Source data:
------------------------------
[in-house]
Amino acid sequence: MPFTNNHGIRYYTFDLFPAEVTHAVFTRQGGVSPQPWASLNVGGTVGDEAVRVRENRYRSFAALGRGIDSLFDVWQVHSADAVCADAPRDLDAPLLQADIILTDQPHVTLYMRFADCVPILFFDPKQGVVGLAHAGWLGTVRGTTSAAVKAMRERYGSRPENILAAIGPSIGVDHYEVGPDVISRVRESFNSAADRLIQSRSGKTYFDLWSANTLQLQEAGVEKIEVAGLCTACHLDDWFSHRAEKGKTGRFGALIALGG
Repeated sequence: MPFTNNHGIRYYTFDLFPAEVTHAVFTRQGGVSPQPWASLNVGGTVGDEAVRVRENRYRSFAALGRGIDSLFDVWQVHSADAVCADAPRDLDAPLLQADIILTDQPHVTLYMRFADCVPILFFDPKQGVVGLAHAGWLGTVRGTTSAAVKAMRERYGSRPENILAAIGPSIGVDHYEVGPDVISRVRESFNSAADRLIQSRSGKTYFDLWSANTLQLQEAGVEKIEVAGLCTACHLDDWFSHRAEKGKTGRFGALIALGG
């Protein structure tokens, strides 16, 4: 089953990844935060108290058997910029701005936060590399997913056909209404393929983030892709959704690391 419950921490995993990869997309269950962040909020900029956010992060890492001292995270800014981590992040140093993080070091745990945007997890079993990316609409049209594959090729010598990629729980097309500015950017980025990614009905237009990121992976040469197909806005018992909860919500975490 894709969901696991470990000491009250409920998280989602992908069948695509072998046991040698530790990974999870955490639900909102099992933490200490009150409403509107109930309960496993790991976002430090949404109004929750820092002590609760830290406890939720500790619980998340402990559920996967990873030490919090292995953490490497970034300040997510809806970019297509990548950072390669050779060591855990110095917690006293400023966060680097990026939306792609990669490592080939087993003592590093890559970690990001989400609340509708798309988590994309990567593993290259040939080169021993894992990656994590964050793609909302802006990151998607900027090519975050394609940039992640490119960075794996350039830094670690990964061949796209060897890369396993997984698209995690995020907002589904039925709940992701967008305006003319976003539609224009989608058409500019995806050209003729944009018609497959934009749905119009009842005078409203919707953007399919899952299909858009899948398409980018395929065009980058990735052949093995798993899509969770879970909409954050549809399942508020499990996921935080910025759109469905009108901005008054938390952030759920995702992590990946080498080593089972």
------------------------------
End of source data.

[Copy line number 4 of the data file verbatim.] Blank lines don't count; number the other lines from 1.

């Protein structure tokens, strides 16, 4: 089953990844935060108290058997910029701005936060590399997913056909209404393929983030892709959704690391 419950921490995993990869997309269950962040909020900029956010992060890492001292995270800014981590992040140093993080070091745990945007997890079993990316609409049209594959090729010598990629729980097309500015950017980025990614009905237009990121992976040469197909806005018992909860919500975490 894709969901696991470990000491009250409920998280989602992908069948695509072998046991040698530790990974999870955490639900909102099992933490200490009150409403509107109930309960496993790991976002430090949404109004929750820092002590609760830290406890939720500790619980998340402990559920996967990873030490919090292995953490490497970034300040997510809806970019297509990548950072390669050779060591855990110095917690006293400023966060680097990026939306792609990669490592080939087993003592590093890559970690990001989400609340509708798309988590994309990567593993290259040939080169021993894992990656994590964050793609909302802006990151998607900027090519975050394609940039992640490119960075794996350039830094670690990964061949796209060897890369396993997984698209995690995020907002589904039925709940992701967008305006003319976003539609224009989608058409500019995806050209003729944009018609497959934009749905119009009842005078409203919707953007399919899952299909858009899948398409980018395929065009980058990735052949093995798993899509969770879970909409954050549809399942508020499990996921935080910025759109469905009108901005008054938390952030759920995702992590990946080498080593089972």